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are the hands by which we take hold of heaven.
~ Henry Ward Beecher ...
February 25, 2008
TODAY'S TUNE [ON/OFF]
By Robert Schumann
the song doesn't play, simply:
HERE to open a media window.
THIS WEEK'S ISSUE
From the Inside Out...
My Tiny Patients
That's Enough for
Words from the Wise...
You Are Magnificent!
Yes You Can!...
Warm & Dry
Just for YOU...
Untangling the Web...
Uplifting News Stories...
Aliya, The Effervescent
Online All the Time...
and Audio Books
BE the World
You Want to See!
of the Universe" and founder the Sierra Club, Scottish
Muir (1838-1914) explains it all so eloquently:
Let children walk with Nature, let them see the beautiful
blendings and communions of death and life, their joyous inseparable
unity, as taught in woods and meadows, plains and mountains
and streams of our blessed star, and they will learn that
death is stingless indeed, and as beautiful as life.
~ Chelle Thompson, Editor
HERE TO FIND OUT HOW
... you can help people all
world without a bit of risk to yourself!
From the Inside Out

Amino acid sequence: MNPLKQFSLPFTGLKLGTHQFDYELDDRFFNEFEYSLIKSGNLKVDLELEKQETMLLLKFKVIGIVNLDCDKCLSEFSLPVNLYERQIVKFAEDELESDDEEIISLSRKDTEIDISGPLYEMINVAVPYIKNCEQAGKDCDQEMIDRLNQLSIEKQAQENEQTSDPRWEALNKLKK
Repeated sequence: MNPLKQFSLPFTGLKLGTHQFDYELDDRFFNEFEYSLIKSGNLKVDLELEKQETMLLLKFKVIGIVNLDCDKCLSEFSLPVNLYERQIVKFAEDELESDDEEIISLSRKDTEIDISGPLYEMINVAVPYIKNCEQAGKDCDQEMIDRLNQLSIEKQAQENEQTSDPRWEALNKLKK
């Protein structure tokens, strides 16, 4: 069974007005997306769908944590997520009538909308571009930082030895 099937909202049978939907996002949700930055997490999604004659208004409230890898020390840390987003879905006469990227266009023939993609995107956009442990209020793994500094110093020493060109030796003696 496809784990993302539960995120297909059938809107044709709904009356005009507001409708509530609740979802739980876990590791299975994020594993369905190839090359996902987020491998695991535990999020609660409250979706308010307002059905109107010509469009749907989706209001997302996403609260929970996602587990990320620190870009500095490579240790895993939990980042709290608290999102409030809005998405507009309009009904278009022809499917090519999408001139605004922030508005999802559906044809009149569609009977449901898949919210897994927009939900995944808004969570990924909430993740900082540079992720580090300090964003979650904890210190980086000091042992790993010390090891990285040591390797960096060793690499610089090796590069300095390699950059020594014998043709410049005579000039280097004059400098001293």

FROM MY TINY PATIENTS
physicians, especially those in training, death is failure. We run
from it, and when we can't we do all we can to defeat it, we minimize
and rationalize its significance. It is the ultimate enemy. But
over and over again I kept having troubling experiences that I could
not understand. At the moment of death, most often when it was expected
and grieving families had time to prepare for it, there was a peace
about the patient who was passing on. Often, the child was more
at peace than their parent who one would expect to be doing the
comforting. I even had a dying child once ask me to tell his mother
that it was OK to let him go! Dying children reassuring their grieving
parents it happened more times than you would think. And
it baffled me to no end ...
literally, went on for years. I got married and we had children,
and of course then I began to worry that my children might be afflicted